Distance Decay Spatial Weight Matrix

Introduction

There are a number of methods that have been developed to determine the closeness or nearness between locations.

Among some of the more sophisticated calculate are the distance decay spatial weights matrices. These methods are based on the concept that areas that closer to your area of interest have more of an influence, or are more similar to them than those further away, and thus are weighted as such. This is a more nuanced approach than the Contiguous Spatial Weights Matrix or the Distance Spatial Weights Matrix in that, rather than counting all bordering areas, or all areas within \(d\) distance as the same in their ‘closesness’ (and those outside of these criteria as the same in their ‘farness’), the influence of an area decays with distance. This concept is illustrated in the figure below, which shows the decrease in influence of the areas (fading blue) on the central area (red)

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In AURIN two versions of distance decay spatial weights matrices are implemented. These are not particularly dissimilar from each other in their outcomes, but the differences are illustrated below

Inverse Distance Decay

\(w_{ij} = 1/d_{ij}\text{   if   }d_{ij} \leq d_{max}\)
\(w_{ij} = 0\text{   if   }d_{ij} > d_{max}\)
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Exponential Distance Decay

\(w_{ij} = exp(-\alpha*d_{ij})\text{   if   }d_{ij} \leq d_{max}\)
\(w_{ij} = 0\text{   if   }d_{ij} > d_{max}\)
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Inputs

To generate a distance decay spatial weights matrix, we will run the tool on a dataset of for the Darwin GCCSA. To do this:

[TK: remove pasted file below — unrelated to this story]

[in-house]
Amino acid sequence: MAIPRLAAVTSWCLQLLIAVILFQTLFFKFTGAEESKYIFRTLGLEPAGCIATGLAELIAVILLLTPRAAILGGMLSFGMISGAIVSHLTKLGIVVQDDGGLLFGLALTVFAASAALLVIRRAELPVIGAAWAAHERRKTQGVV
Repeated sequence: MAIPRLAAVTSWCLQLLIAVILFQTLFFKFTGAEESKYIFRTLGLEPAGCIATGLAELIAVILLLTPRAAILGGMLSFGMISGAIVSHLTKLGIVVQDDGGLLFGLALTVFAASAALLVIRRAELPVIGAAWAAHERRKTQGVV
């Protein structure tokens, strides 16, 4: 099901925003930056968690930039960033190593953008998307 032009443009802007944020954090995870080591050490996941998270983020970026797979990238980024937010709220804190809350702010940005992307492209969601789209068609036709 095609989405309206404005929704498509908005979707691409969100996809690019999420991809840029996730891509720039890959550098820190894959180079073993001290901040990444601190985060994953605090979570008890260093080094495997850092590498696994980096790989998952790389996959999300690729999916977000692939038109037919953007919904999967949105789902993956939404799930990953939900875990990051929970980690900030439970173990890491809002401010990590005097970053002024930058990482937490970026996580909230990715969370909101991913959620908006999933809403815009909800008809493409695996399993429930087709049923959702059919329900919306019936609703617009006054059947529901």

• Select Perth GCCSA as your area
  • Select SA2 Housing Transport as your dataset, selecting all variables
  • Spatialise the dataset that you have just created and rename the output, in this instance we have renamed it Spatialised SA2 Housing Transport

Once you have selected these parameters open the Distance Decay Spatial Weights Matrix tool (Tools → Spatial Statistics → Distance Decay Spatial Weights Matrix) and enter the parameters as shown below. (These are explained below the image as well)

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  • Spatial Dataset Input:  The dataset that you would like to calculate the spatial weights matrix – this must be spatialised in order for this tool to be run (either by spatialising an AURIN dataset with the spatialise tool, or by uploading a shapefile). In this instance our dataset is Spatialised SA2 Housing Transport
  • Type: The type of distance decay model that will be used – Inverse distance or exponential distance decay. In this instance we will select exponential distance decay
  • Threshold distance: This specifies the threshold distance, \(d_{max}\), beyond which areas will have a \(w\) value of zero. If you want all of the areas to be included, make sure that the distance you select is larger than the largest distance between areas in the dataset. In this instance we select (5km).
  • Exponential decay parameter: This specifies the value of \(\alpha\) in the exponential distance decay equation \(exp(\alpha*d_{ij})\). This value should normally be somewhere between 0 and 1. In this instance we will select 0.5. 
  • Style:  This specifies whether the standardisation will be binary, row-standardised (default) or globally-standardised. In this instance we will use row.standardised
  • Matrix Island Parameter:  This specifies how the matrix will deal with islands, which naturally have no contiguous neighbours 

Once you have entered these parameters click Add and Run

Outputs

Once you have executed the tool, you should see an output appear in your Data panel, named

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“0” scores within a cell indicate that the areas are not classified as “close”, and therefore do not affect each other. If a value is greater than zero, it indicates that the area specified by the column influences the area of the row by that much.

This spatial weights matrix can now be used for additional spatial statistical analysis, such as Moran’s I or Geary’s C.

References

O’Sullivan, D. & D. Unwin. 2010. Geographic Information Analysis. Wiley and Sons